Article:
Holistic Nursing Measures Can Control Symptoms Associated with Cancer Treatments

WASHINGTON, DC—Nurses who teach and incorporate three integrative modalities—healing touch, guided imagery, and massage—into patient care can improve symptomatology and promote self-care, while adding to their nursing intervention toolbox, a study presented at the Oncology Nursing Society (ONS) 38th Annual Congress outlined.

“Holistic nursing measures play an increasingly important role in the control of symptoms associated with cancer treatments/hospitalizations,” noted Marilyn L. Haas, PhD, RN, CNS, ANP-BC, of Mission Hospital in Cleveland, OH.

Defined by the American Association of Holistic Nurses as “all nursing practice that has healing the whole person as its goal,” holistic nursing and holistic nurses “recognize the interconnectedness to health and illness, striving to facilitate healing through traditional and complementary nursing modalities/interventions,” Haas pointed out. This includes offering adjunctive, effective, and evidence-based techniques to treat symptoms of cancer and related treatments.

Haas and colleagues initiated a pilot study to investigate the effects of four holistic nursing modalities, offered by certified holistic nurses, on the parasympathetic nervous system of oncology patients. The study also sought to identify which of the modalities patients would select during hospitalization or radiation treatments; examine changes in physiological vital sign measurements (blood pressure/pulse/respiratory rate), and correlate patient-reported evaluation of anxiety, nausea, and pain with the modalities received.

Physicians and nurses in the hospital/radiation therapy department offered patients holistic nursing consults. Patients could select any or all of the four modalities: healing touch, guided imagery, aromatherapy, and/or massage. Holistic nurses obtained vital signs and asked patients to evaluate three potential symptoms—anxiety, nausea, pain—both before beginning the modality and at completion.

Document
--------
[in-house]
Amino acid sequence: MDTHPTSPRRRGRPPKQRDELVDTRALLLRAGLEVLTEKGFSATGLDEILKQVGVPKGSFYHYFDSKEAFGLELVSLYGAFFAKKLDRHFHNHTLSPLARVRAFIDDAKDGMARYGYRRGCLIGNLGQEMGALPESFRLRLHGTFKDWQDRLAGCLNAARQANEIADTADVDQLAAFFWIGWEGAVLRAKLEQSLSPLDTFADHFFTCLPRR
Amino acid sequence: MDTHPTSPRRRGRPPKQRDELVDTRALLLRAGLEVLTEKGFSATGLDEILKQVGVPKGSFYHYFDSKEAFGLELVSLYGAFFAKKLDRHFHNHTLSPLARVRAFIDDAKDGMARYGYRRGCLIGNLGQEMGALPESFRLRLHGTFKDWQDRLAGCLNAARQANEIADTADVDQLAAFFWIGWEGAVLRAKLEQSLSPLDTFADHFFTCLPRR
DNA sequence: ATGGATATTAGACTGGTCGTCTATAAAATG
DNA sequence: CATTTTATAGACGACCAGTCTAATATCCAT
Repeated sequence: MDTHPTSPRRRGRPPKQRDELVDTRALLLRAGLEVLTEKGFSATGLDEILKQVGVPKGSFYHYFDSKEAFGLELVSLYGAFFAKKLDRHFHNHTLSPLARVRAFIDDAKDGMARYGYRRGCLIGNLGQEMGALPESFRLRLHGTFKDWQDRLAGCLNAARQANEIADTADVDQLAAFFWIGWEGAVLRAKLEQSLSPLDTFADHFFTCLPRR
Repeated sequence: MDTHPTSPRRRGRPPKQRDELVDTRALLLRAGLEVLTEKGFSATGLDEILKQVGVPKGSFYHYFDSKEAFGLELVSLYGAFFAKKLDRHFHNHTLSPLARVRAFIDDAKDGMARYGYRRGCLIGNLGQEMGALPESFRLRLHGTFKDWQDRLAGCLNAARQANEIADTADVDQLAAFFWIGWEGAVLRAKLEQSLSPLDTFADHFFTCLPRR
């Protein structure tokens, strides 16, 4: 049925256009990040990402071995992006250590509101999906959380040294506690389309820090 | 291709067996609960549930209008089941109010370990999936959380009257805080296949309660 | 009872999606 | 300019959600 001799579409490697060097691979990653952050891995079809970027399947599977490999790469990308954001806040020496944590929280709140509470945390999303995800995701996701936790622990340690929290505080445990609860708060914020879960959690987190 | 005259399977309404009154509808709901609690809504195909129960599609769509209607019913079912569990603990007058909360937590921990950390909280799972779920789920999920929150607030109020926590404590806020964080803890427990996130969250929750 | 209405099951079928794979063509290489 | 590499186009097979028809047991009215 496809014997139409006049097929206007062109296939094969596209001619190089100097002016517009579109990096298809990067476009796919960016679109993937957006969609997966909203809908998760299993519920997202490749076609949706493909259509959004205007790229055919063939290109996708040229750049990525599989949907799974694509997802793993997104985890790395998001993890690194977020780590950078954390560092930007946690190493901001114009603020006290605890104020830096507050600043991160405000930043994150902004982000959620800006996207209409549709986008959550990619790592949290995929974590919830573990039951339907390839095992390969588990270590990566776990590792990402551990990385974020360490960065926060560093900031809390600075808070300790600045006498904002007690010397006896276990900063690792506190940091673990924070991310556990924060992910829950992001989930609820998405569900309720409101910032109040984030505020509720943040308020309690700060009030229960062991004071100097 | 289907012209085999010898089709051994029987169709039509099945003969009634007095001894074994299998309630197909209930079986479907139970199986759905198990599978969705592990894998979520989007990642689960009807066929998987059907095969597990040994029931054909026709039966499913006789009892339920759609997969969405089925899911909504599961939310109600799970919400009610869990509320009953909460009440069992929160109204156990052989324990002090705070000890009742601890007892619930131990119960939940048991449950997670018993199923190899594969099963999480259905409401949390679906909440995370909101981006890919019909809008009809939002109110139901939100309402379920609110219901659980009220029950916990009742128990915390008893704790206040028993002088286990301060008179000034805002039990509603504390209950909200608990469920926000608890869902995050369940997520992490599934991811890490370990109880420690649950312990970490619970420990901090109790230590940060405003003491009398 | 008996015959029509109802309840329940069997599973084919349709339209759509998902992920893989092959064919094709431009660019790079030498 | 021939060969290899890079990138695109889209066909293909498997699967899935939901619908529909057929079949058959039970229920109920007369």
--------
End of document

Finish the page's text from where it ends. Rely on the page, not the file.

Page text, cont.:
A convenient sample of 442 patients participated in the study; the majority were female (68%) and white (85%). Of the participants, 66% selected healing touch, followed by guided imagery, 23%, and hand/foot massage, 21%. Only 8% chose aromatherapy.

After receiving the interventions, “statistically significant drops in physiological vital sign measurements were observed with each modality,” Haas reported. The P-value for each was <0.01 except for aromatherapy (diastolic blood press, P=0.49). “Changes in self-reported improvement in anxiety, nausea, and pain were statistically significant (P<0.01), except aromatherapy (P=0.08 for nausea).”

Haas concluded that a growing body of scientific evidence supports integrative nursing modalities in oncology, “thus providing opportunities for nurses to engage/support patients at a higher level of care,” including offering “therapies with confidence to improve patient care.”

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